During the third month, you’ll notice nights become easier, with fewer feedings in the middle of the night. Many children, in fact, already sleep through the whole night. This is a sign your baby is starting to understand how the day works – if it’s light out, it’s okay to stay awake; if it’s dark, it’s time to rest. The parents are the ones who help determine how the sleep routine will take place.
Of course, depending on the situation, your child will end up sleeping a little later or feeling more agitated at nighttime for some reason, which can be disruptive. As a rule of thumb, how about paying attention to some factors that might be disrupting your child’s sleep?
What helps or sabotage baby’s sleep
- Uncomfortable clothing: tight diapers and onesies filled with frills or accessories should be avoided as they can hurt and stress the child.
- The lighting in the child’s bedroom should be soft and gentle, but in a way that indicates that it’s time for bed.
- Try to establish a set time to place your child, still awake, in the crib to go to bed. Read them stories and talk to them in a soothing and low voice. The loving and secure tone is fundamental to help with the process. Stay in the bedroom until you notice their little eyes closing.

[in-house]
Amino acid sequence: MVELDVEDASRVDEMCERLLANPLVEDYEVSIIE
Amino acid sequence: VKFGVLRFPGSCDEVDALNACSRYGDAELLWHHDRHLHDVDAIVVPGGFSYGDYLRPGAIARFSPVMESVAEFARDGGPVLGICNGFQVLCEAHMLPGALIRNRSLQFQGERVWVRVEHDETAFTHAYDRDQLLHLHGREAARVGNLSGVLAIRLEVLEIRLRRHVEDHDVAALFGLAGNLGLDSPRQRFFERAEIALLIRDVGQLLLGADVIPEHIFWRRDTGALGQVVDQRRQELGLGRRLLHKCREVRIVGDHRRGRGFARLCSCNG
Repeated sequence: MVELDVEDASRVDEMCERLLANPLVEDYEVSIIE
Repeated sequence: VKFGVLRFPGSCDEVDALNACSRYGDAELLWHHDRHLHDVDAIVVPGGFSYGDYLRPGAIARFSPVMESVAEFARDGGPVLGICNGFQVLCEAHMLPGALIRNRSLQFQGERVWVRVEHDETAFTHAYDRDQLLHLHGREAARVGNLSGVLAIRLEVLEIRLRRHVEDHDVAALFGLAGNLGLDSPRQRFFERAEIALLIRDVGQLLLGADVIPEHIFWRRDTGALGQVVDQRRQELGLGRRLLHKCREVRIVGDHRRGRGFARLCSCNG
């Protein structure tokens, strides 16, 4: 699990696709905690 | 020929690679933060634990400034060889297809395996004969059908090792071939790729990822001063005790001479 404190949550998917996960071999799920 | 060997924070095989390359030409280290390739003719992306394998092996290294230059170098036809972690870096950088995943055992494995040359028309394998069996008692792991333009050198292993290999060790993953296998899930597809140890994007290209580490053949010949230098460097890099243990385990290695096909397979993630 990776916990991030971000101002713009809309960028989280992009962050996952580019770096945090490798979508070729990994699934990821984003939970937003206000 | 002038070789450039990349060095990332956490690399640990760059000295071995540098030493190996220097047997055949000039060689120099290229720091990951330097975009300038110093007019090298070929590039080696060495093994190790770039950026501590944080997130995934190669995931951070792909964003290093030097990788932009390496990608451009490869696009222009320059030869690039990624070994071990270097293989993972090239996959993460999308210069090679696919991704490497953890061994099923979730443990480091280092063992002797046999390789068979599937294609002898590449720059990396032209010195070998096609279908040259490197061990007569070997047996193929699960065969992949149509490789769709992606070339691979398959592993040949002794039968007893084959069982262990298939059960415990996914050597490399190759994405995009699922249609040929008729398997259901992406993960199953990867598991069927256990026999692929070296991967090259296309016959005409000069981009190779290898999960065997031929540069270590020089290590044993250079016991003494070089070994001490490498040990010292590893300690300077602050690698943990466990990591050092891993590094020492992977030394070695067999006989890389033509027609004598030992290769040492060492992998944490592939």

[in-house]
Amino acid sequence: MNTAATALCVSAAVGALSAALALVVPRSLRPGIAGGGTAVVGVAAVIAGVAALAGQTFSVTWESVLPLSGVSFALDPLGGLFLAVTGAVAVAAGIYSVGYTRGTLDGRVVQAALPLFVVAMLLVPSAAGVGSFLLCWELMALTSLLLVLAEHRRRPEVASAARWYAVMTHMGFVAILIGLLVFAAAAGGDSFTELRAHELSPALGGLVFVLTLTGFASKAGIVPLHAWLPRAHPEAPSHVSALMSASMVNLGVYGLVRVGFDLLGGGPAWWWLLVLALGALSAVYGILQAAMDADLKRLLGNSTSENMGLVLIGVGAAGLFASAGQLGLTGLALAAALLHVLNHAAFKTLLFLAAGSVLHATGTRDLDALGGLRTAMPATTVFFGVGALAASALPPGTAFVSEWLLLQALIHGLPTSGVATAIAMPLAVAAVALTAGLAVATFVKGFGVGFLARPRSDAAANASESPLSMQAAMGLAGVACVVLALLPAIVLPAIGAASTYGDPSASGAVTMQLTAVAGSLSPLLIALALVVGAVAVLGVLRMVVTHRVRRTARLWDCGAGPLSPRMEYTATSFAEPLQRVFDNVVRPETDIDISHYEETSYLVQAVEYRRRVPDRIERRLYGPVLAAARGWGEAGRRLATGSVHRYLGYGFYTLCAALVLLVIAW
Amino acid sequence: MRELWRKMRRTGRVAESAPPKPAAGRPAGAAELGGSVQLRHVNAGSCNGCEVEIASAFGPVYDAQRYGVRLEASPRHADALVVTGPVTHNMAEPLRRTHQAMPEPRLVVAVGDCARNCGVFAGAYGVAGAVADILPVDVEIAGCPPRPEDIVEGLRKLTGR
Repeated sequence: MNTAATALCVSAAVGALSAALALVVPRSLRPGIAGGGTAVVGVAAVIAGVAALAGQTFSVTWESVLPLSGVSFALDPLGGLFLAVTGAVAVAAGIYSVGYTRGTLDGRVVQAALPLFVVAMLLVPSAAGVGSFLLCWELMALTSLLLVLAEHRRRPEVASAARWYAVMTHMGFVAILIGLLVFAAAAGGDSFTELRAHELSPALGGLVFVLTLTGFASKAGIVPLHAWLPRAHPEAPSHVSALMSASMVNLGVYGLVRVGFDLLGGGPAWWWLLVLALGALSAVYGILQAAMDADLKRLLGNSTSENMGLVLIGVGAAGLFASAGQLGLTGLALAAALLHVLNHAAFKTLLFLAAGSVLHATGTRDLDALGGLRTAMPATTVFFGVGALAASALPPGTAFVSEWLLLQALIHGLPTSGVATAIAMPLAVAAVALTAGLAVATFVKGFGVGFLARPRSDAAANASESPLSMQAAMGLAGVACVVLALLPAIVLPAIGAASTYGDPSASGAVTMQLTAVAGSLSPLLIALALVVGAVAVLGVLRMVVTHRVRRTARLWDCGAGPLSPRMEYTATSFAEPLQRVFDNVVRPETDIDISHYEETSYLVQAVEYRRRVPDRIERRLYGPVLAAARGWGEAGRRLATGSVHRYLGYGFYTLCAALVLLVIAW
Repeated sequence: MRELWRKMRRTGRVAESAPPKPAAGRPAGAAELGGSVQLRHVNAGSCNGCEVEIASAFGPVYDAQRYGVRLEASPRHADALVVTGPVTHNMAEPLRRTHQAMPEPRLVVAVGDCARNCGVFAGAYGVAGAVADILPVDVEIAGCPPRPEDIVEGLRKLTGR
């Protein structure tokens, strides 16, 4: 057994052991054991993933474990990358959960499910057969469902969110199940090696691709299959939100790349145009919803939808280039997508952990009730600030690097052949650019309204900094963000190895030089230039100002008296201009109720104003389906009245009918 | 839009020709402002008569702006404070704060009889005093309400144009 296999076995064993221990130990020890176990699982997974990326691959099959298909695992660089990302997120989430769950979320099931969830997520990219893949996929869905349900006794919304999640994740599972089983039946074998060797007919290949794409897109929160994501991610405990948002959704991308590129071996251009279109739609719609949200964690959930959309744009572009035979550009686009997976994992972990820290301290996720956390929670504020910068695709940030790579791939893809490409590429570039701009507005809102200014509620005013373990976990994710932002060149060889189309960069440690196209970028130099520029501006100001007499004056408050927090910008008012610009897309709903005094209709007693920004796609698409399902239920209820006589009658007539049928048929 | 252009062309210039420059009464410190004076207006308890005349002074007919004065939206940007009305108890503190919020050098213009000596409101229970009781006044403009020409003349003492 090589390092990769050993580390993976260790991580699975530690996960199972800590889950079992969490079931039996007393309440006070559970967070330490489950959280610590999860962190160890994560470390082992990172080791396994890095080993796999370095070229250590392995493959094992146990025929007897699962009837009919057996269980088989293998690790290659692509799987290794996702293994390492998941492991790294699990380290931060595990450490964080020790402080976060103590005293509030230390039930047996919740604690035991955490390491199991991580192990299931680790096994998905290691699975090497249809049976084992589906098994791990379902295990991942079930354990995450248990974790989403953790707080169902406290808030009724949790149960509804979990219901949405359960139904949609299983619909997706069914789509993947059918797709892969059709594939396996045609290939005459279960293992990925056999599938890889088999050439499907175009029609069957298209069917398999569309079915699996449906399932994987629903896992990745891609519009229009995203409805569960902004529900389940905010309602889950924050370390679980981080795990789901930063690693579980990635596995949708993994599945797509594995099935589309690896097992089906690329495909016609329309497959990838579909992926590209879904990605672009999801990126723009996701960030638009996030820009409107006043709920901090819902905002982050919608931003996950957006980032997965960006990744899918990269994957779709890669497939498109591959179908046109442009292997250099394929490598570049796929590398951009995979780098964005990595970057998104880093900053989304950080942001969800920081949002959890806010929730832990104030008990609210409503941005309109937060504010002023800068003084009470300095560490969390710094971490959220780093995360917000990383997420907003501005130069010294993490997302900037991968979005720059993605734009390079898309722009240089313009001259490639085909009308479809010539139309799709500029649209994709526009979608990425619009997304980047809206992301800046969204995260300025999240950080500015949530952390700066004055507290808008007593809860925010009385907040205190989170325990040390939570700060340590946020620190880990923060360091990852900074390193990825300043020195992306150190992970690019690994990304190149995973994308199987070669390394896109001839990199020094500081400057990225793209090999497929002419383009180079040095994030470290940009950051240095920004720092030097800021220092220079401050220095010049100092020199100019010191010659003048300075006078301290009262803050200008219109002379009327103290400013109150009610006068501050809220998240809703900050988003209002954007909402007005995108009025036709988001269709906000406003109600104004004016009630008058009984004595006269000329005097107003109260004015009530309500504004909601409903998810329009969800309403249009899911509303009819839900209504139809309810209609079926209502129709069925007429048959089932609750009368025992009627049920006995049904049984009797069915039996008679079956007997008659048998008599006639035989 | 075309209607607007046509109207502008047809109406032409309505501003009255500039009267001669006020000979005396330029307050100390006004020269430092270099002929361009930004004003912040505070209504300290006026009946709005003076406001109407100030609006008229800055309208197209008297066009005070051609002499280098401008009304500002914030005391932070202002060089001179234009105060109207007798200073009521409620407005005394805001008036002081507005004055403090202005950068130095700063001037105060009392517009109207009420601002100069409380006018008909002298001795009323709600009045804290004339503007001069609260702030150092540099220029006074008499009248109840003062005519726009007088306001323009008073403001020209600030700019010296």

- Avoid putting your baby to sleep in one place and then taking the little one to the crib. When your baby wakes up, he or she may be startled by the unexpected location and cry.
- Diapers should be changed every time the baby poops, as it can disturb the sleep and cause rashes. However, avoid changing diapers during the night to not interfere with the child’s rest.
- Do not let your little one fall asleep while you´re breastfeeding or rocking her or him. Ideally, babies should be put in the crib when they are almost asleep. This routine will teach them to not connect falling asleep to being fed or rocked.
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